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Obama’s rhetoric doesn’t match reality of gun laws

As President Obama announced his administration’s new gun control measures Tuesday, two of his stated objectives were to “close the gun show loophole” and to “restrict Internet gun sales” because a “dangerous felon” can currently buy a gun at a gun show or over the Internet “with no background check, no questions asked.” However, the president’s contention that background checks are not required either on sales of firearms at gun shows or over the Internet is materially misleading – if not entirely false.

Under federal law, anyone “engaged in the business” of selling firearms must obtain a Federal Firearms License. Federal law also requires that all Federal Firearms Licensees (“FFLs”) gather the personal information necessary to conduct a background check on any person attempting to buy a gun by requiring the purchaser to fill out a ATF Form 4473. The FFL then contacts the National Instant Criminal Background Check System operated by the FBI out of Clarksburg, W.Va., which performs the background check. It does not matter where the FFL is conducting business – in a “brick and mortar” store, at a gun show or over the Internet, the requirement to conduct a background check on every gun purchaser remains the same. Thus, the belief of many that “buying a gun at a gun show or over the Internet does not require a background check” is false as applied to any purchase made from a dealer.

As to Internet sales, the federal requirement to conduct background checks means that any firearm bought from a dealer over the web may be shipped only to another licensed gun dealer. As a result, a gun purchased over the Internet is shipped to a dealer, the purchaser goes to that dealer, fills out a form 4473, undergoes a background check and receives his or her gun (assuming a successful background check). Even private individuals are prohibited from selling or shipping guns to other individuals across state lines by federal law (over the Internet or by any other means).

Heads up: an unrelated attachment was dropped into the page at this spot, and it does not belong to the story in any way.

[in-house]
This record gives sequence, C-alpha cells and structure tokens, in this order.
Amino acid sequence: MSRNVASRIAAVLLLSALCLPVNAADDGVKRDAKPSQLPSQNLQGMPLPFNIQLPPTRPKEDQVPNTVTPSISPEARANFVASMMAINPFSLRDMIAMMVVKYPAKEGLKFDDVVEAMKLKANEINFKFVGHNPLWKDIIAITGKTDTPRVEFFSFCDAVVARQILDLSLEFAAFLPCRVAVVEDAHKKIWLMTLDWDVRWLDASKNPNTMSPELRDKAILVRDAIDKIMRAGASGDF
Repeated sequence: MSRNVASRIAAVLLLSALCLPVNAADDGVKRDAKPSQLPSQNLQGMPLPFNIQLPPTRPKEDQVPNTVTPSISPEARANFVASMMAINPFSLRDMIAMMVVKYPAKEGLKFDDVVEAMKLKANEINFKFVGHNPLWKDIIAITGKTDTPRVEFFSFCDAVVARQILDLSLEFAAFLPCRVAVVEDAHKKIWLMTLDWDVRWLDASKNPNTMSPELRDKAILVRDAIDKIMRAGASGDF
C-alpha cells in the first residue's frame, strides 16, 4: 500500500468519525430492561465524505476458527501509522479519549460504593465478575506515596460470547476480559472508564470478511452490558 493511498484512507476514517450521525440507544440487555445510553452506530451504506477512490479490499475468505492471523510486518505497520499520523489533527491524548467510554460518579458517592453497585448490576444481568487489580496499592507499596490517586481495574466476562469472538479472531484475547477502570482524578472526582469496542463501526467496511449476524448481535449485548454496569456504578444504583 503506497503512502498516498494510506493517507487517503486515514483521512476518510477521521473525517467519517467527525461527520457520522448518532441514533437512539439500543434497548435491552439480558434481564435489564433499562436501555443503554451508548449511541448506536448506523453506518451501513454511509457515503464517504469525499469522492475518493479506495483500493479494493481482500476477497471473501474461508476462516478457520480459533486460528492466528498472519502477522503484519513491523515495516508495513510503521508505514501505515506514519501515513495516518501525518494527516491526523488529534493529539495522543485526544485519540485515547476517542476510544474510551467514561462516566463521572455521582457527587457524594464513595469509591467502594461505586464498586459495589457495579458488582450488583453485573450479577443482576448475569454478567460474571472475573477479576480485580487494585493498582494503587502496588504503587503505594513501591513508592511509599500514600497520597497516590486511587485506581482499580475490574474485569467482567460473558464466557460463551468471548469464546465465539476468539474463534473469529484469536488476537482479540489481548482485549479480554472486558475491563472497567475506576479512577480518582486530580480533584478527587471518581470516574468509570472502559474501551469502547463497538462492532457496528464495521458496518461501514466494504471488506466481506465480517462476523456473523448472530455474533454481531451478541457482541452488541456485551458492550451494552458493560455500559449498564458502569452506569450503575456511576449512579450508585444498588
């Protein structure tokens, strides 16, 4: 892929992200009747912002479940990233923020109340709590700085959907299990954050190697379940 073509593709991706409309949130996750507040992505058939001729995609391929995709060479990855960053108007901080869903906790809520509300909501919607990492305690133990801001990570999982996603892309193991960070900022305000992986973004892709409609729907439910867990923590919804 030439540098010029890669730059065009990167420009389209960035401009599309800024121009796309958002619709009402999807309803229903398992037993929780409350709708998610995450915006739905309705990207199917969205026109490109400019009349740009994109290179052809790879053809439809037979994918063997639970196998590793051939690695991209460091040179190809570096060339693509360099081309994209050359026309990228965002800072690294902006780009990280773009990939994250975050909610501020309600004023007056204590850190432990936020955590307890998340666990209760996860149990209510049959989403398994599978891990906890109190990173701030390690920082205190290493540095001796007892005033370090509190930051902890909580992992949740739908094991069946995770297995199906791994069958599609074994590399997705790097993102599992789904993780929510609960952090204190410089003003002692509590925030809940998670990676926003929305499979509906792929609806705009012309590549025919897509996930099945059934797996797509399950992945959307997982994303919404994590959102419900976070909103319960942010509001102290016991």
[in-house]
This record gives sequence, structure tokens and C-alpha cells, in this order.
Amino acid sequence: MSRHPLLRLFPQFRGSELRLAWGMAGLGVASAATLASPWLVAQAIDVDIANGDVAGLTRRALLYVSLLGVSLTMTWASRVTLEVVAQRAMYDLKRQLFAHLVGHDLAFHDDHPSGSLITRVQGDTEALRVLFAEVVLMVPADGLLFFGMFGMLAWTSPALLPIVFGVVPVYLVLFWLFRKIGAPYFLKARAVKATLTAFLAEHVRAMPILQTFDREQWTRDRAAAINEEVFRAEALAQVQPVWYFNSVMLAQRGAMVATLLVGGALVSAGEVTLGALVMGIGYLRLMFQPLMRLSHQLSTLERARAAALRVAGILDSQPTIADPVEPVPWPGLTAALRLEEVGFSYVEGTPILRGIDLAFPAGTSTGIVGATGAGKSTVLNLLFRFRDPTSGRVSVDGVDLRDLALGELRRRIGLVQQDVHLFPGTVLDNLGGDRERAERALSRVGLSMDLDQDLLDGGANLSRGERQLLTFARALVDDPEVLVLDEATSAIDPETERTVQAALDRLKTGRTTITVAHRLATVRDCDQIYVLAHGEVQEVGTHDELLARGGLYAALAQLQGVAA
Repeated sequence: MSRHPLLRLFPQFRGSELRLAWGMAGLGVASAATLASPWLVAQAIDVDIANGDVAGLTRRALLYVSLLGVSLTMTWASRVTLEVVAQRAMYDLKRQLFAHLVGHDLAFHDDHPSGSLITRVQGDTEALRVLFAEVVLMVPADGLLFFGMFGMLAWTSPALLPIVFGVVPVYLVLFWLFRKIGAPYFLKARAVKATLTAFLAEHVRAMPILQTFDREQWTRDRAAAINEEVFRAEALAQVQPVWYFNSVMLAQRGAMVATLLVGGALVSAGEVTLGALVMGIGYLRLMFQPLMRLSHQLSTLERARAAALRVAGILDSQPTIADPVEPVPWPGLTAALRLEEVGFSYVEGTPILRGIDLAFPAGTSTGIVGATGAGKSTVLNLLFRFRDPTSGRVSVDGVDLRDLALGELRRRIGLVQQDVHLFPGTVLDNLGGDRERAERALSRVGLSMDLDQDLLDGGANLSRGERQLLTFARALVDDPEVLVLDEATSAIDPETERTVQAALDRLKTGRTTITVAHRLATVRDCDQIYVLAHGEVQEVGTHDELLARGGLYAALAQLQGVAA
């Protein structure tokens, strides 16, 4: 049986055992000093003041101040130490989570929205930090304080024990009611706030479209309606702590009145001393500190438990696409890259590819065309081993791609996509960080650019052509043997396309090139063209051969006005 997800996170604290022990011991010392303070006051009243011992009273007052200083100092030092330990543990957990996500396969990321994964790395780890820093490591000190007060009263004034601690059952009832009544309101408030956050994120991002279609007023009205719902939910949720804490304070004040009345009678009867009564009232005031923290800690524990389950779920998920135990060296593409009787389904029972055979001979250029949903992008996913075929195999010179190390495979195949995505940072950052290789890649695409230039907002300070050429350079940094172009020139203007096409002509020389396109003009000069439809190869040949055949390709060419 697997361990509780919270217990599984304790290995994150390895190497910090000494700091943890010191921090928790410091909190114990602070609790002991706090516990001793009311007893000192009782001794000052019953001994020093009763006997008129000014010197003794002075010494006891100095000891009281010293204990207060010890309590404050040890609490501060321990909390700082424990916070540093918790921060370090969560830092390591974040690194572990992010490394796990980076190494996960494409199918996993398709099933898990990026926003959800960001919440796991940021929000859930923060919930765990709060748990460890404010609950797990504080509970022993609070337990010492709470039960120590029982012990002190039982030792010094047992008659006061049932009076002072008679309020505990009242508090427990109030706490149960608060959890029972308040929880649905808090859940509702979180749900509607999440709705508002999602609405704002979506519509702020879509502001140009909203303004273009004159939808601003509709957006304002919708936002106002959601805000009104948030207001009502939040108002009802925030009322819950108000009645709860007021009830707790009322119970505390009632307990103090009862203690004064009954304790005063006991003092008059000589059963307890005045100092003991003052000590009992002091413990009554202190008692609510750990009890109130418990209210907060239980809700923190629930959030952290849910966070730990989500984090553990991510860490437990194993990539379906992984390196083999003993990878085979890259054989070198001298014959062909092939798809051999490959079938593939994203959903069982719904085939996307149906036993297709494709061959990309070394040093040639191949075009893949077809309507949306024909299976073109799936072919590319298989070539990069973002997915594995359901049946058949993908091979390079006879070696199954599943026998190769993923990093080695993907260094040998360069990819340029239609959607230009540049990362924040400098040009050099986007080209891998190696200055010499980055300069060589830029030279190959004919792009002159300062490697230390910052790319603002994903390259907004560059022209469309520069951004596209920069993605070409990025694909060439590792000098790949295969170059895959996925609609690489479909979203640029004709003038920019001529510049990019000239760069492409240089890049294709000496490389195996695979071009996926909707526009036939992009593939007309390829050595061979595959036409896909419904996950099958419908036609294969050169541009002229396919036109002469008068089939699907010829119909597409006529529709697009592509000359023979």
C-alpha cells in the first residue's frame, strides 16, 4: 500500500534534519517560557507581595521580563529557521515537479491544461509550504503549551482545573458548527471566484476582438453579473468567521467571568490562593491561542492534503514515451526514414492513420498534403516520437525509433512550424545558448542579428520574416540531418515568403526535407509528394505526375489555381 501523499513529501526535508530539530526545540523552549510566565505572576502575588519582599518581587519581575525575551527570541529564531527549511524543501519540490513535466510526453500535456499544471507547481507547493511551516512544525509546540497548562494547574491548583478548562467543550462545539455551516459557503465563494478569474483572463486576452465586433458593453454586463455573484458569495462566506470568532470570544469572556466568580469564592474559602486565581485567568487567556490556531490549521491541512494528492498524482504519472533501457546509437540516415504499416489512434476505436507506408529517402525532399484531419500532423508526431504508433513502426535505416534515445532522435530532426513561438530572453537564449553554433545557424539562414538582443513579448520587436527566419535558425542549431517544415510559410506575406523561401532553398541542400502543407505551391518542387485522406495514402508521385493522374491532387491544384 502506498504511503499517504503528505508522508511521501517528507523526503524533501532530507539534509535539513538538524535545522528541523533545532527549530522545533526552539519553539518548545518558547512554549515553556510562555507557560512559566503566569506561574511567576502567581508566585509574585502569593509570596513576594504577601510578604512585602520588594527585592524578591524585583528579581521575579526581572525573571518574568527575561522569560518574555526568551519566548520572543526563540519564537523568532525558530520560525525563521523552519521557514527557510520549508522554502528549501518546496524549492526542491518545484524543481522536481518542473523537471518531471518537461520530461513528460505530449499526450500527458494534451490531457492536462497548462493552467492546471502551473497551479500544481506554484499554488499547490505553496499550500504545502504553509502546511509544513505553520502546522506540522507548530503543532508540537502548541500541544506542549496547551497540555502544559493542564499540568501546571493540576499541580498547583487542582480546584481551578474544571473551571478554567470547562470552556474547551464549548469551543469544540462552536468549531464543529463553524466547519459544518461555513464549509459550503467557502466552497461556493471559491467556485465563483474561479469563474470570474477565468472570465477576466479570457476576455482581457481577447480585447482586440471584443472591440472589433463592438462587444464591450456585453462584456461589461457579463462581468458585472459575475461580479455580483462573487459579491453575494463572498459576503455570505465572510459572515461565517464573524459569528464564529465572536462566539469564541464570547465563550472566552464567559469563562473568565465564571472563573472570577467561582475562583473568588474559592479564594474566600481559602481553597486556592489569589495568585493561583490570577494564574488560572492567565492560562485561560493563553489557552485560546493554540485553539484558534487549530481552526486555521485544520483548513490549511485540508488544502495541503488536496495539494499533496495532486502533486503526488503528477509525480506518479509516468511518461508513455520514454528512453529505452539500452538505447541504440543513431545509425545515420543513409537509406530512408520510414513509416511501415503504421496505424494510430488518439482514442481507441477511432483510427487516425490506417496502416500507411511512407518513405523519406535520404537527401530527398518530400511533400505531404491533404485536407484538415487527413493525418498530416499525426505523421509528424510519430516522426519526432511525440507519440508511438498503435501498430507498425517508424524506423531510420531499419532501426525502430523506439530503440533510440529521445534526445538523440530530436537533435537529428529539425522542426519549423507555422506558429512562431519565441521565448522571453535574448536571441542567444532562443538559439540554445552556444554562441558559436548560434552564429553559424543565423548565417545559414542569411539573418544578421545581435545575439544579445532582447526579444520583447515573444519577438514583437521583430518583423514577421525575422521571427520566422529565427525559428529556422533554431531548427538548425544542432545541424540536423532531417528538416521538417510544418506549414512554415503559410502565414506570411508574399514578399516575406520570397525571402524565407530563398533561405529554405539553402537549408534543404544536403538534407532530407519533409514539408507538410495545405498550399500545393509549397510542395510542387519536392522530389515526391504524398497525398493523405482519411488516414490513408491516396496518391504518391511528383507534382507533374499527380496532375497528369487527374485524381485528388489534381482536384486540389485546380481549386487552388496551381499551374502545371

The only exception to the requirement to conduct a background check as part of the sale of a firearm relates to transactions between private individuals who reside in the same state, absent state law to the contrary. And while it is true that some sales of firearms are legally conducted at gun shows – as well as many other locations – between private individuals, it is not true that such transactions are completely unregulated. For example, in Indiana it is illegal for any person to sell a gun to someone the seller has reason to believe is a felon, mentally incompetent, intoxicated, an alcohol abuser, a drug abuser or underage.

In addition, it is illegal for anyone “engaged in the business” of selling firearms to do so without having a Federal Firearms License and without performing background checks, whether at a gun show or anywhere else. Federal law already defines the term “engaged in the business” of selling firearms as “a person who devotes time, attention and labor to dealing in firearms as a regular course of trade or business with the principal objective of livelihood and profit through the repetitive purchase and resale of firearms.” That definition excludes a private individual “who makes occasional sales, exchanges, or purchases of firearms for the enhancement of a personal collection or for a hobby, or who sells all or part of his personal collection of firearms.”

Nothing that Obama or the Bureau of Alcohol, Tobacco, Firearms & Explosives did on Tuesday changes federal law as to who is – and who is not – “engaged in the business” of selling firearms.’ In fact, Obama did not even issue a true executive order on these issues. The Bureau of Alcohol Tobacco, Firearms & Explosives simply issued a guidance document that explains how the agency interprets and intends to enforce existing law. That document does not in any way “expand background checks” or otherwise change the law with respect to how guns can and cannot be legally sold at gun shows, over the Internet or anywhere else. It simply discourages people from illegally “engaging in the business” of selling firearms without first obtaining a FFL and performing background checks on prospective purchasers in order to avoid prosecution under existing law (and to avoid a potential penalty of five years in jail and a $250,000 fine).

Ironically, this means that the Obama administration did not actually implement new gun control measures to restrict the so-called “gun show loophole” or to limit Internet gun sales – the president simply announced his instruction to federal agencies to vigorously enforce existing laws, something gun rights activists have been calling on him to do for years.


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